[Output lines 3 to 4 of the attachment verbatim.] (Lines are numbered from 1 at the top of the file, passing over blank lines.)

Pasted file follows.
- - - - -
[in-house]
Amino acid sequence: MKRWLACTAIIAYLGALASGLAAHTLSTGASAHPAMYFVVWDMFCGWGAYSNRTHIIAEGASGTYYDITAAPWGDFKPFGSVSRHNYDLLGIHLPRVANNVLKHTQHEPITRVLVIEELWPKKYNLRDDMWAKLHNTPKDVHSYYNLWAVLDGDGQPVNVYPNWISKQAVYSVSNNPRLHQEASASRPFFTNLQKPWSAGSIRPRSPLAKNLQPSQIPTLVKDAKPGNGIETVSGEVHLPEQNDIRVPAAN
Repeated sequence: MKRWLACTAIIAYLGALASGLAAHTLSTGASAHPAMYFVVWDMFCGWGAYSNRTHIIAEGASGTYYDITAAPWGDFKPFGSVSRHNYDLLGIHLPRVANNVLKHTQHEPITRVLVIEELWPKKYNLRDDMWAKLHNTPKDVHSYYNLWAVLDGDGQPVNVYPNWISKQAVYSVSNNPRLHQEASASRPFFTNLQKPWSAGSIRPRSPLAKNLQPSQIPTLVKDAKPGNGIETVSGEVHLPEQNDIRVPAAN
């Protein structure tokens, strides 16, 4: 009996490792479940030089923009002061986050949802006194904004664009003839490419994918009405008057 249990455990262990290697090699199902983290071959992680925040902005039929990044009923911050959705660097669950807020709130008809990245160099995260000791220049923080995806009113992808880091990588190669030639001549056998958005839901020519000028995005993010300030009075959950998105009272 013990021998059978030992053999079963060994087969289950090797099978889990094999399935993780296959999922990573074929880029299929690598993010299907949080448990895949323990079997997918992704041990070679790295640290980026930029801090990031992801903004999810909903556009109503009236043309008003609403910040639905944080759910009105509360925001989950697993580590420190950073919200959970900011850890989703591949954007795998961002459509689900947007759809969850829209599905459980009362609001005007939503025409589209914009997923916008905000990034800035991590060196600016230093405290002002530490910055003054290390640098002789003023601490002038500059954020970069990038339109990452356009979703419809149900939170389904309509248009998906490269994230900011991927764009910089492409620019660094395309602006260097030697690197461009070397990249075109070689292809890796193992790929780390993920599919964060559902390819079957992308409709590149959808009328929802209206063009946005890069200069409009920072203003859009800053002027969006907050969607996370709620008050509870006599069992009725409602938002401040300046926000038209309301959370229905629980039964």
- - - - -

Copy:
Repeated sequence: MKRWLACTAIIAYLGALASGLAAHTLSTGASAHPAMYFVVWDMFCGWGAYSNRTHIIAEGASGTYYDITAAPWGDFKPFGSVSRHNYDLLGIHLPRVANNVLKHTQHEPITRVLVIEELWPKKYNLRDDMWAKLHNTPKDVHSYYNLWAVLDGDGQPVNVYPNWISKQAVYSVSNNPRLHQEASASRPFFTNLQKPWSAGSIRPRSPLAKNLQPSQIPTLVKDAKPGNGIETVSGEVHLPEQNDIRVPAAN
């Protein structure tokens, strides 16, 4: 009996490792479940030089923009002061986050949802006194904004664009003839490419994918009405008057 249990455990262990290697090699199902983290071959992680925040902005039929990044009923911050959705660097669950807020709130008809990245160099995260000791220049923080995806009113992808880091990588190669030639001549056998958005839901020519000028995005993010300030009075959950998105009272 013990021998059978030992053999079963060994087969289950090797099978889990094999399935993780296959999922990573074929880029299929690598993010299907949080448990895949323990079997997918992704041990070679790295640290980026930029801090990031992801903004999810909903556009109503009236043309008003609403910040639905944080759910009105509360925001989950697993580590420190950073919200959970900011850890989703591949954007795998961002459509689900947007759809969850829209599905459980009362609001005007939503025409589209914009997923916008905000990034800035991590060196600016230093405290002002530490910055003054290390640098002789003023601490002038500059954020970069990038339109990452356009979703419809149900939170389904309509248009998906490269994230900011991927764009910089492409620019660094395309602006260097030697690197461009070397990249075109070689292809890796193992790929780390993920599919964060559902390819079957992308409709590149959808009328929802209206063009946005890069200069409009920072203003859009800053002027969006907050969607996370709620008050509870006599069992009725409602938002401040300046926000038209309301959370229905629980039964």